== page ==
[bitcoin-dev] [BIP Draft] Datastream compression of Blocks and Transactions
dscotese at litmocracy.com
Thu Dec 3 05:52:20 UTC 2015
Emin's email presents to me the idea of dictionaries that already contain
the data we'd want to compress. With 8 bytes of indexing data, we can
refer to a TxID or a Public Key or any existing part of the blockchain.
There are also data sequences like scripts that contain a few variable
chunks and are otherwise identical. Often, the receiver has the
blockchain, which contains a lot of the data that is in the message being
First, the receiver must indicate that compressed data is preferred and the
height of latest valid block it holds, and the sender must express the
ability to send compressed data. From this state, the sender sends
messages that are compressed. Compressed messages are the same as
uncompressed messages except that:
1. Data read is copied into the decompressed message until the first
occurrence of 0x00, which is discarded and is followed by compressed data.
2. Compressed data can use as a dictionary the first 16,777,215 blocks,
or the last 4,244,635,647 ending with the block at the tip of the
receiver's chain, or it can specify a run of zero bytes. The sender and
receiver must agree on the *receiver's* current block height in order to
use the last 4B blocks as the dictionary.
3. Within compressed data, the first byte identifies how to decompress:
1. 0xFF indicates that the following three bytes are a block height
with most significant byte 0x00 in network byte order.
2. 0xFE indicates that the following byte indicates how many zero
bytes to add to the decompressed data.
3. 0xFD is an error, so compressed messages are turned off and the
recipient fails the decompression process.
4. 0x00 indicates that the zero byte by itself should be added to the
decompressed data, and the data following is not compressed
(return to step
5. All other values represent the most significant byte of a number
to be subtracted from the receiver's current block height to identify a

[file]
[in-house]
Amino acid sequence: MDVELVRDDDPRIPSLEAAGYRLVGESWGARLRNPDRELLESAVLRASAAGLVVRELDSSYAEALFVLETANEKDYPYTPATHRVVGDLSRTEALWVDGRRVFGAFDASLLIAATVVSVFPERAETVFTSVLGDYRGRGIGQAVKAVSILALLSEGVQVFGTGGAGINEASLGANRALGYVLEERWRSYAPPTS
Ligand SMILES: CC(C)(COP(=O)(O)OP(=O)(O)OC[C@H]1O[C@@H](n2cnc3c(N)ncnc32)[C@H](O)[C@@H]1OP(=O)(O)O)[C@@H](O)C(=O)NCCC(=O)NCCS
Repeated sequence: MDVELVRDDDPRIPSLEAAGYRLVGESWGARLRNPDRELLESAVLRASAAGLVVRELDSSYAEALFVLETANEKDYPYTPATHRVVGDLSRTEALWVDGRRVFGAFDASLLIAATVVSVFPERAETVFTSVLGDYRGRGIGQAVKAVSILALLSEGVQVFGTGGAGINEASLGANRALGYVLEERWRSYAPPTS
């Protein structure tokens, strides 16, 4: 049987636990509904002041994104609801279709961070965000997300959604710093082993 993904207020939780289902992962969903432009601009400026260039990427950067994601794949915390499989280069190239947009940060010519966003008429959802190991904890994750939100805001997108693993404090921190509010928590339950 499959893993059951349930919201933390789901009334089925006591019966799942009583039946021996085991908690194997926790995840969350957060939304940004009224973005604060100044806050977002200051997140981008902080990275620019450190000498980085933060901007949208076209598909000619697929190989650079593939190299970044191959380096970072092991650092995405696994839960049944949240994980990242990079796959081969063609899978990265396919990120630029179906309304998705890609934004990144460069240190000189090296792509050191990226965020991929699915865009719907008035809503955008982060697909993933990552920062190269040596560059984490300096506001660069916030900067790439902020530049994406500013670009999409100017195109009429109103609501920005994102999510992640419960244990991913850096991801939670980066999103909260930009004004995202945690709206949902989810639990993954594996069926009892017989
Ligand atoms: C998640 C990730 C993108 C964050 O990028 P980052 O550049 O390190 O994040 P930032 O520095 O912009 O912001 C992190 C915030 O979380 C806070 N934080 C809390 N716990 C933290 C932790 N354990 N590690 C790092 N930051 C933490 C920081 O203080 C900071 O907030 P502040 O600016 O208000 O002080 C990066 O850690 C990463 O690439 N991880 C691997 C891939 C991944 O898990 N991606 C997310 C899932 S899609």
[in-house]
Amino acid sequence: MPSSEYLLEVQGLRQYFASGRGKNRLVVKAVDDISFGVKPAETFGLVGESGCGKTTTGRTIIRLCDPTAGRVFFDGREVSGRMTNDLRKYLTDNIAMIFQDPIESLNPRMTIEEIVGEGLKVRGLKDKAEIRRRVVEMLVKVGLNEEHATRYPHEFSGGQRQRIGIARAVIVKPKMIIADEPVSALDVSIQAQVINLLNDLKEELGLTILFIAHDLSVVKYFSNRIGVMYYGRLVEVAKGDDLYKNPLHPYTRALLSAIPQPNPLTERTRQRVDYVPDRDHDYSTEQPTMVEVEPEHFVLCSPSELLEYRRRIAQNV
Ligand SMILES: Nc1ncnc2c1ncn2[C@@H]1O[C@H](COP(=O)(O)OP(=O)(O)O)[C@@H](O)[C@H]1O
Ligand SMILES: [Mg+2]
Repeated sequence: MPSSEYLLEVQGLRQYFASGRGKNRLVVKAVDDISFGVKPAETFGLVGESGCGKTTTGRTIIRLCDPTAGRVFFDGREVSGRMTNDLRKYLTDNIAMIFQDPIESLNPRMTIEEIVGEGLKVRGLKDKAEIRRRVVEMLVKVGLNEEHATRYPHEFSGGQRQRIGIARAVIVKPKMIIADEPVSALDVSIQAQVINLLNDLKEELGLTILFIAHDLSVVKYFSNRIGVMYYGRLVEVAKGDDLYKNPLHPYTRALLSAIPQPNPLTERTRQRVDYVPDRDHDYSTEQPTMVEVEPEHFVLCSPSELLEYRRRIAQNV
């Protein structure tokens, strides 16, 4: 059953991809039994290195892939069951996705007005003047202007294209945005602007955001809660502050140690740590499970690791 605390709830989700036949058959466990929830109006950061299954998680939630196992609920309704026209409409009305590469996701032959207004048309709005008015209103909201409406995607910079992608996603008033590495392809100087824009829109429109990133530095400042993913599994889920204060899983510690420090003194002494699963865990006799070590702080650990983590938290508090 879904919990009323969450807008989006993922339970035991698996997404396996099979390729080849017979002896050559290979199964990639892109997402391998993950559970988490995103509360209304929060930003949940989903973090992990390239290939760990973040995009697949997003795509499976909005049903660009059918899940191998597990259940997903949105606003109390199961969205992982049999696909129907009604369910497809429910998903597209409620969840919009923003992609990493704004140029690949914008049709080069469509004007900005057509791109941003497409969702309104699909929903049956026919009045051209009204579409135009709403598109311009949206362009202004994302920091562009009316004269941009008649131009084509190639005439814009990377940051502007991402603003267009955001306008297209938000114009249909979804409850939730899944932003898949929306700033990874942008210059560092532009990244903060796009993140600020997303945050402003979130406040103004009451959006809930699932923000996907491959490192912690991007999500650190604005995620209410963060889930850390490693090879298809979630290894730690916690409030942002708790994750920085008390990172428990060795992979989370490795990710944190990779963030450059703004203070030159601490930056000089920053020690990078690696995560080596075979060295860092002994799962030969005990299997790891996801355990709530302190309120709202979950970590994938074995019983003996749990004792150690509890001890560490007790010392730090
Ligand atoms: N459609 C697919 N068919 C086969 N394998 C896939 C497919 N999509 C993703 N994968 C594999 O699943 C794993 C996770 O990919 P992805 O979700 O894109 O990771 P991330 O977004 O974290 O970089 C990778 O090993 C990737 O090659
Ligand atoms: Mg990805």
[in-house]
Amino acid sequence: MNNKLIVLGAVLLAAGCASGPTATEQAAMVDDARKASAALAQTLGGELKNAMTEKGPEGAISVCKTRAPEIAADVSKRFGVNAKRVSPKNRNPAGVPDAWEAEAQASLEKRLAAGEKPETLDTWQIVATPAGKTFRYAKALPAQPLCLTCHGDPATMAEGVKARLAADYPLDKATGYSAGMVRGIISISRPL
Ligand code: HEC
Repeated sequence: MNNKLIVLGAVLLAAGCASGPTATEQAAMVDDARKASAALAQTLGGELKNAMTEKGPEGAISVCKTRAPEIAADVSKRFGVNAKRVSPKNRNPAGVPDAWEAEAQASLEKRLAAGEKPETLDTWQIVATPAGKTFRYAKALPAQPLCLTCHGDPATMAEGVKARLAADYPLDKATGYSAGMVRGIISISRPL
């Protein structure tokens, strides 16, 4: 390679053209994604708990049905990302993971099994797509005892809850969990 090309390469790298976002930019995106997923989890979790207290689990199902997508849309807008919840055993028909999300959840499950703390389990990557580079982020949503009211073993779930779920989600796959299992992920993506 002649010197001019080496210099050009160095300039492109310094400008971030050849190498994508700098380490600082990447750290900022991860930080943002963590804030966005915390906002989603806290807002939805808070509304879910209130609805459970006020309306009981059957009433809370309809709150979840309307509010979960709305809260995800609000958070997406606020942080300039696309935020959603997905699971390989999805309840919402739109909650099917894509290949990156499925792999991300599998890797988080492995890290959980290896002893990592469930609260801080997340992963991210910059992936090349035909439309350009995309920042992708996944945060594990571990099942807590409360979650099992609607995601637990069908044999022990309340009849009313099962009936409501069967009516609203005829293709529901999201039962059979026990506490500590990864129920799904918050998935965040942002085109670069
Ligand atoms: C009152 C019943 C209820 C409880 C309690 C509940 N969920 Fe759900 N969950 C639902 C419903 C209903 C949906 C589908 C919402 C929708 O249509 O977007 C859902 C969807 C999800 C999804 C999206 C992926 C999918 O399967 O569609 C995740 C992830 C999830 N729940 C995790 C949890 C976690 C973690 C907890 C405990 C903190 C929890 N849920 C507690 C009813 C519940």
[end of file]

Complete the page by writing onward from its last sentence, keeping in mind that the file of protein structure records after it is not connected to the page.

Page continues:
block height (not available until there are least 16,777,216
blocks so that
this byte can be at least 0x01, since 0x00 would indicate a single zero
byte, end compressed data, and return to step 1).
4. If decompression has identified a block height (previous byte was not
0xFD, 0x00, or 0xFE), then the next four bytes identify a *size *(one
byte) and a byte index into the block's data (three bytes), and *size *bytes
from that block are added to the decompressed data.
5. Steps 3 and 4 process a chunk of compressed data. If the next byte
is 0xFD, then decompression goes back to step 1 (add raw bytes until it
hits a 0x00). Otherwise, it proceeds through steps 3 (and maybe 4) again.
In Step 3.3, 0xFD causes an error, but it could be used to indicate a
parameterized dictionary entry, for example 0xFD, 0x01 followed by eight
more bytes to be interpreted according to steps 3.1 or 3.5 could mean
OP_DUP OP_HASH160 (20 bytes from the blockchain dictionary) OP_EQUALVERIFY
OP_CHECKSIG, replacing that very common occurrence of 24 bytes with 10
bytes. Well, 11 if you include the 0x00 required by step5. But that only
works on addresses that have spent inputs. Or 0xFD, 0x02 could be
shorthand for the four zeroes of lock_time, followed by Version (1),
followed by 0x01 (for one-input transactions), turning nine bytes into two
for the data at the end of a normal (lock_time = 0) Txn and the beginning